14 Ways You've Been A Social Media Savage On LinkedIn

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Most people know how to be polite offline. They put napkins on their laps, hold doors open, and say “please” and “thank you.”Online, it’s a whole other story.  People bombard strangers with friend requests, emails are ignored or misinterpreted, and communication gets sloppy.

Robert Half, a professional staffing agency, has had enough. It put together a 25-page manual on business etiquette for the Internet.

In it, Robert Half came up with ways to minimize socially awkward interactions on professional sites like LinkedIn.

You connect with people before completing your profile

A LinkedIn profile should resemble a paper resume as closely as possible. Take time to fill in necessary details about your work history before reaching out to professional contacts.

You wouldn't reach out to an employer without having your resume polished, would you?

You mass message contacts hoping to get a recommendation

To complete a LinkedIn profile, you'll need written recommendations from coworkers. Don't be lazy about this; you shouldn't mass message contacts hoping to get one good referral.

If you want someone to write a personal message about you, take the time to send them one too.

You think LinkedIn is Twitter

Unlike Twitter where you can follow whomever you like, you shouldn't connect with people you've never met on professional networks.

The Robert Half manual says to value quality over quantity.

'Don't invite strangers to your network, and don't be offended when those you've never met or vaguely know ignore your requests,' it says. 'Your network is only as strong as its weakest connection.'

You don't include messages when you add new connections

When you reach out to a new contact on LinkedIn, simply selecting how you know the person (friend, classmate, etc) isn't always enough.

Write a personal message to let the receiver know who you are and why you want to connect. It may remind them where they know you from, and they'll be more likely to accept the invitation.

It's all about you

A relationship is between two people.

If you try to strike one up with a new contact, make sure they see how you can benefit them too.

You're not utilising people who are 2nd and 3rd connections

While you shouldn't reach out blindly to extended contacts on a regular basis, there are certain situations when contacting a 2nd or 3rd connection is appropriate.

If you're applying for a job, it is smart to do a LinkedIn search. See who you know at the company and reach out, whether it's a first connection or a friend of a friend.

You haven't joined any groups

LinkedIn has thousands of groups users can join, much like Facebook Pages.

Joining these groups shows other users your interests and can lead you to other like-minded professionals. Alumni association groups are a good place to start; you'll have an instant connection with all of the members.

You have joined groups, but you've been direct messaging other members

You don't say please

If you want a current connection to introduce you to someone, be respectful. Say 'please' and 'thank you.'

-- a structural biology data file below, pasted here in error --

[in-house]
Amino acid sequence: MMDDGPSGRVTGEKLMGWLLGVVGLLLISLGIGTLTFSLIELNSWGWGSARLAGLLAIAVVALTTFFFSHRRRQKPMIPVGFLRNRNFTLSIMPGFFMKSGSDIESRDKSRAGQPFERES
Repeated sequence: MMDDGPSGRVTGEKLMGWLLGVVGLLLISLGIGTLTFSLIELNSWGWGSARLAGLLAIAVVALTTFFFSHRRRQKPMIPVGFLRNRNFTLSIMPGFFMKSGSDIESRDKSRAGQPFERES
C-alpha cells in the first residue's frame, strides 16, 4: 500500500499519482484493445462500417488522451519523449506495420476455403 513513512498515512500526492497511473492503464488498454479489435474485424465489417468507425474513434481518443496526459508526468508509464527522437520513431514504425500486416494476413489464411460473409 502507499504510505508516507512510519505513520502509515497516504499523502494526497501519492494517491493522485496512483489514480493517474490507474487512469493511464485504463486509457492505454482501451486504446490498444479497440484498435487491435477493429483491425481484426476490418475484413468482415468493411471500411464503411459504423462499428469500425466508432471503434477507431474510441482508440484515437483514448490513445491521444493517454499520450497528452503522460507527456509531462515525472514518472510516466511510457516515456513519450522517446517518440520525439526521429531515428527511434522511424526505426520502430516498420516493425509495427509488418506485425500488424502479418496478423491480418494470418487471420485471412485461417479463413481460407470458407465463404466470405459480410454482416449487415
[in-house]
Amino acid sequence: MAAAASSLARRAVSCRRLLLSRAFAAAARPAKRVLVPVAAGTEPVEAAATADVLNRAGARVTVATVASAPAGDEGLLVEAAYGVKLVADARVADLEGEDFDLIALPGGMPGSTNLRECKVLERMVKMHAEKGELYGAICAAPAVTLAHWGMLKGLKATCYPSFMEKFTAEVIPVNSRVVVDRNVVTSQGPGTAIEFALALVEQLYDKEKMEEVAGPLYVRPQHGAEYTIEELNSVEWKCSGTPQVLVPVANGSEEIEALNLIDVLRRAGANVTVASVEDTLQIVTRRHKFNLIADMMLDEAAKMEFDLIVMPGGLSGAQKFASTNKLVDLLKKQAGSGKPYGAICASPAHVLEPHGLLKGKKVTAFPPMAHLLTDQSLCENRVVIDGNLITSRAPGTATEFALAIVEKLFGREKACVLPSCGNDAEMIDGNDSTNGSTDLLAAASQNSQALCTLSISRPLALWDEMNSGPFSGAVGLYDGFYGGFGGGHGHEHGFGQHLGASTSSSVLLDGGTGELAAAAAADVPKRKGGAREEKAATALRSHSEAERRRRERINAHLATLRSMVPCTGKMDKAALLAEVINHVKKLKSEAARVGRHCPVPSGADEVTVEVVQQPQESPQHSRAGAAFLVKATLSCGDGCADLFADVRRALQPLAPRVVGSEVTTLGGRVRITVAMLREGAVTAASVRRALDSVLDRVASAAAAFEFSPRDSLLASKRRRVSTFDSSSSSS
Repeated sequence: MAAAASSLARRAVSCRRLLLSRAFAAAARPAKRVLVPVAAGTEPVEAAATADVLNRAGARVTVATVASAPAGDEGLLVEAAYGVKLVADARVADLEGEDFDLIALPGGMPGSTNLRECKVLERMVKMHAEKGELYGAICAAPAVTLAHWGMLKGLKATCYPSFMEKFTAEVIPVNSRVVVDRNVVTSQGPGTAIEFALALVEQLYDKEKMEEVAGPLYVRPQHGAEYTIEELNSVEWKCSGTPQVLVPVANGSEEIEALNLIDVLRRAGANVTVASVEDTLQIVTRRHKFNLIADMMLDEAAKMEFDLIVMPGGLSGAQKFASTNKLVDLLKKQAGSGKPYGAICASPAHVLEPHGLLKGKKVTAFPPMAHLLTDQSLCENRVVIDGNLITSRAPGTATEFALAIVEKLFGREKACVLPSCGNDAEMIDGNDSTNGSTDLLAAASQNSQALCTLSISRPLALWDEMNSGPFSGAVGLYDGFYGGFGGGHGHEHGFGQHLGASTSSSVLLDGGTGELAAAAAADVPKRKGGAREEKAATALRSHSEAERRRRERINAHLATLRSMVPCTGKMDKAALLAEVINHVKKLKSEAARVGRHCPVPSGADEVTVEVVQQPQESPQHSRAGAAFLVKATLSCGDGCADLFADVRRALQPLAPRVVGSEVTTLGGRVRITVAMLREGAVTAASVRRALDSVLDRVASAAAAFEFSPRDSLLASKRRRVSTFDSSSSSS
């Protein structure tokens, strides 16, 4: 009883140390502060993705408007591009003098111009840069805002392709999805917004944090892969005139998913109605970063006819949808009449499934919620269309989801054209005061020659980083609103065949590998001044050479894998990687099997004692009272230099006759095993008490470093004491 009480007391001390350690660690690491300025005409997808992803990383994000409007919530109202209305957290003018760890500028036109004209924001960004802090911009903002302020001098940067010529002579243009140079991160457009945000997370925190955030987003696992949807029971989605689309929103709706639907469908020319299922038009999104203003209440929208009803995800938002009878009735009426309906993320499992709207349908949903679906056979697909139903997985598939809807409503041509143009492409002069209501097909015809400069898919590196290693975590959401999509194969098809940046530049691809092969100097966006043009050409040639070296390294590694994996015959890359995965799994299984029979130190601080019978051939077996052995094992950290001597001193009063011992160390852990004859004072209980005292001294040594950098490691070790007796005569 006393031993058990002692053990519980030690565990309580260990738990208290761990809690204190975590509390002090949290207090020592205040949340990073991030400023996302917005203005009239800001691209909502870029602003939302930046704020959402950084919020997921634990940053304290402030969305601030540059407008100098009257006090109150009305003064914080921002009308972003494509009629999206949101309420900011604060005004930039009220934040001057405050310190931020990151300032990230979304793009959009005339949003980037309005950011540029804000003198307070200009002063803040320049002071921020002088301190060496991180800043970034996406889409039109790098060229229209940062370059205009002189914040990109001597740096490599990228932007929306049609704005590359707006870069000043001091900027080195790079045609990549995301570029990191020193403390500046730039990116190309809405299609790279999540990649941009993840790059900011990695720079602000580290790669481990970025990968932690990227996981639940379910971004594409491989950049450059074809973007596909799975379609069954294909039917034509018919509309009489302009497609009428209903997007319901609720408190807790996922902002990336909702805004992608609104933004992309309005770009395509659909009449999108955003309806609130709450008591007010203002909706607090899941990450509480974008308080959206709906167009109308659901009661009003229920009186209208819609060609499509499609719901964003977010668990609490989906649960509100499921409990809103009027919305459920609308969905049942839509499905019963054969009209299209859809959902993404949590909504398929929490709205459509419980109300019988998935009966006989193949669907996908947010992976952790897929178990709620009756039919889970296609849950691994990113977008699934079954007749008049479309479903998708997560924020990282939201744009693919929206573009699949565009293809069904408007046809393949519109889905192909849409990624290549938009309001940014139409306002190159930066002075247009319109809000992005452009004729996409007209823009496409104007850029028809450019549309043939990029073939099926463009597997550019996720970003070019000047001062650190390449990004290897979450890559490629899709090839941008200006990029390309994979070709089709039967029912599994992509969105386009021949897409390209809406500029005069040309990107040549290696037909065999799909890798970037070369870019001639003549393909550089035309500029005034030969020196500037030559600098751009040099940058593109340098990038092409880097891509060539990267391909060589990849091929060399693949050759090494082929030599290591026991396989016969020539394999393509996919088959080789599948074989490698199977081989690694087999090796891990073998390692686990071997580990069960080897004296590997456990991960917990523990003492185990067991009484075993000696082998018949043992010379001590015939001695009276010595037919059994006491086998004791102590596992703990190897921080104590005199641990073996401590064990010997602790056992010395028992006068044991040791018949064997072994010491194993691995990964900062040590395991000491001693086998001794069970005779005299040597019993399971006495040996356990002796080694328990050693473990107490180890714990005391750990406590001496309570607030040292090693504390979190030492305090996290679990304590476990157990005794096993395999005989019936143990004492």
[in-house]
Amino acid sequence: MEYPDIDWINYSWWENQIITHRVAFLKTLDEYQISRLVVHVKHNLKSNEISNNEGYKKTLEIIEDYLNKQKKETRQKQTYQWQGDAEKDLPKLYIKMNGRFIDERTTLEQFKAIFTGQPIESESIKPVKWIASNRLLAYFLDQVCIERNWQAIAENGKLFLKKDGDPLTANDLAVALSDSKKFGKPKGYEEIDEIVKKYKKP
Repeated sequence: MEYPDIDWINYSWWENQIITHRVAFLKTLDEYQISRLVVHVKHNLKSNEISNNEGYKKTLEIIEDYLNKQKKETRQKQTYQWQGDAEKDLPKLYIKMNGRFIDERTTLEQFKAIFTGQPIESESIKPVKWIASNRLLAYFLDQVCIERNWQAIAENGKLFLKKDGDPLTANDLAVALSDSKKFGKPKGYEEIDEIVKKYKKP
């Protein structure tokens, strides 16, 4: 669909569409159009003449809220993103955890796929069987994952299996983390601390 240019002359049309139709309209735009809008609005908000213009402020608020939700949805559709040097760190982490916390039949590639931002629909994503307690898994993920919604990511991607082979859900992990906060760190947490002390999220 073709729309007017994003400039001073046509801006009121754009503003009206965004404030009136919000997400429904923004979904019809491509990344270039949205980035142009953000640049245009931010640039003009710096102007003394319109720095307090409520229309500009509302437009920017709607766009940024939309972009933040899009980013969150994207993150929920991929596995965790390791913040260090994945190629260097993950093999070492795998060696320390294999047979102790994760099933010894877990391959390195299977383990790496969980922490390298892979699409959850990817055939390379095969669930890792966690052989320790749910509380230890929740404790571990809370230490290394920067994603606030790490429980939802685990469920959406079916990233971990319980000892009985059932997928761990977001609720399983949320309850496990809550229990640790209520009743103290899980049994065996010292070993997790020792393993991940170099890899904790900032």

Tell them (politely) why you'd like to be introduced and remember that you're asking a friend to go out on a limb for you. Don't embarrass them.

You'll recommend or introduce anyone

Remember, who you recommend and introduce professionally could hinder your reputation.

Before you agree to connect two people, consider each person's personality and work history. Then decide if matching them up makes sense.

If you introduce two people and one of them becomes a nuisance or doesn't follow through, that's all on you.

You get new contacts but don't keep in touch

What's the point of having a connection if you don't use it from time to time?

Robert Half's manual recommends a few ways to keep in touch without being annoying.

Share relevant news articles that bring people value, listen to contacts when they pipe up, and establish yourself as the go-to person in groups you join.

It also recommends adding one new person per week to your network -- a growing contact list is much better than a stagnant one, especially in the eyes of potential contacts.

You haven't been answering requests promptly

If you plan to connect with someone who has reached out to you (and even if you don't), respond shortly after you receive the message. Ignoring people, online or off, is rude.

Every message or connection request should be responded to within 24 hours.

You talk to contacts like they're your friends

It's easy to chat casually on social networks.

On LinkedIn, it's important to keep the conversation professional. People will remember what you say/type for a long time, especially online where everything can be recorded.

You don't spend five minutes each day strengthening relationships.

Robert Half recommends taking five minutes per day to offer helpful suggestions to others, send useful articles, or share insights and introductions others may need to develop closer relationships.

Mobile apps or connecting LinkedIn and Twitter accounts are ways to contribute value quickly and make profile updates on the go.

For more mistakes you could be making, don't miss:

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